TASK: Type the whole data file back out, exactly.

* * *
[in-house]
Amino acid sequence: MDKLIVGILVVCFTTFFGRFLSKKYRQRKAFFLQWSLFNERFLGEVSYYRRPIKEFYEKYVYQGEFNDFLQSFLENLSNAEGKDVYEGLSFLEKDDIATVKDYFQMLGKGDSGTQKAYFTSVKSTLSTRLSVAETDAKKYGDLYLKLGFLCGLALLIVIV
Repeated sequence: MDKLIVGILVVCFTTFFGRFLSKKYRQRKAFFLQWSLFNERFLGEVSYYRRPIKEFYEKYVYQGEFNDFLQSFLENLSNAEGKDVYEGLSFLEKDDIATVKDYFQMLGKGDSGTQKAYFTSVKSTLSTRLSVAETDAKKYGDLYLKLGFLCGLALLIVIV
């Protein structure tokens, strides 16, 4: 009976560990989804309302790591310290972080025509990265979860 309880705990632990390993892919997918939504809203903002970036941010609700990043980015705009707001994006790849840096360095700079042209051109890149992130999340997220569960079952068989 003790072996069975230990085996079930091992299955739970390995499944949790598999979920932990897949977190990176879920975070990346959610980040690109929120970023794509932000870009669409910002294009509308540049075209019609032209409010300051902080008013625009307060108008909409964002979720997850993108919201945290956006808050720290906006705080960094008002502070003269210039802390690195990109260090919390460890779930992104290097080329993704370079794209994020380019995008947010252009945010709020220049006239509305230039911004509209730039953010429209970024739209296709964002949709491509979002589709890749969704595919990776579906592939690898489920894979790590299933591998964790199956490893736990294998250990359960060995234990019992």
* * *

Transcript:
[in-house]
Amino acid sequence: MDKLIVGILVVCFTTFFGRFLSKKYRQRKAFFLQWSLFNERFLGEVSYYRRPIKEFYEKYVYQGEFNDFLQSFLENLSNAEGKDVYEGLSFLEKDDIATVKDYFQMLGKGDSGTQKAYFTSVKSTLSTRLSVAETDAKKYGDLYLKLGFLCGLALLIVIV
Repeated sequence: MDKLIVGILVVCFTTFFGRFLSKKYRQRKAFFLQWSLFNERFLGEVSYYRRPIKEFYEKYVYQGEFNDFLQSFLENLSNAEGKDVYEGLSFLEKDDIATVKDYFQMLGKGDSGTQKAYFTSVKSTLSTRLSVAETDAKKYGDLYLKLGFLCGLALLIVIV
């Protein structure tokens, strides 16, 4: 009976560990989804309302790591310290972080025509990265979860 309880705990632990390993892919997918939504809203903002970036941010609700990043980015705009707001994006790849840096360095700079042209051109890149992130999340997220569960079952068989 003790072996069975230990085996079930091992299955739970390995499944949790598999979920932990897949977190990176879920975070990346959610980040690109929120970023794509932000870009669409910002294009509308540049075209019609032209409010300051902080008013625009307060108008909409964002979720997850993108919201945290956006808050720290906006705080960094008002502070003269210039802390690195990109260090919390460890779930992104290097080329993704370079794209994020380019995008947010252009945010709020220049006239509305230039911004509209730039953010429209970024739209296709964002949709491509979002589709890749969704595919990776579906592939690898489920894979790590299933591998964790199956490893736990294998250990359960060995234990019992």